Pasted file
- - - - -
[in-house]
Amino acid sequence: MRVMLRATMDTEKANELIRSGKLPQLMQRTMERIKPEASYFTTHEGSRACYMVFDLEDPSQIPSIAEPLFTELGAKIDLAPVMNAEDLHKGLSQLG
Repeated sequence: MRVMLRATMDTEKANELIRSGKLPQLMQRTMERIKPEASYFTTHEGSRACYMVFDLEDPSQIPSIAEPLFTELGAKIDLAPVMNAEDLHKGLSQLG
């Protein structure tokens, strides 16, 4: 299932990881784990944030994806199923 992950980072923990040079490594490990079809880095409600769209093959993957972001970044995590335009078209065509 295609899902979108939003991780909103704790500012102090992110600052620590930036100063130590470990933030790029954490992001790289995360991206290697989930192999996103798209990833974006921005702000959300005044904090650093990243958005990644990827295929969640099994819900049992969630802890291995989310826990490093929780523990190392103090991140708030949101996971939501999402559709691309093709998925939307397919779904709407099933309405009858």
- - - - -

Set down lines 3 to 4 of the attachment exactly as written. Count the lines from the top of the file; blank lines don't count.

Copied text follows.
Repeated sequence: MRVMLRATMDTEKANELIRSGKLPQLMQRTMERIKPEASYFTTHEGSRACYMVFDLEDPSQIPSIAEPLFTELGAKIDLAPVMNAEDLHKGLSQLG
């Protein structure tokens, strides 16, 4: 299932990881784990944030994806199923 992950980072923990040079490594490990079809880095409600769209093959993957972001970044995590335009078209065509 295609899902979108939003991780909103704790500012102090992110600052620590930036100063130590470990933030790029954490992001790289995360991206290697989930192999996103798209990833974006921005702000959300005044904090650093990243958005990644990827295929969640099994819900049992969630802890291995989310826990490093929780523990190392103090991140708030949101996971939501999402559709691309093709998925939307397919779904709407099933309405009858």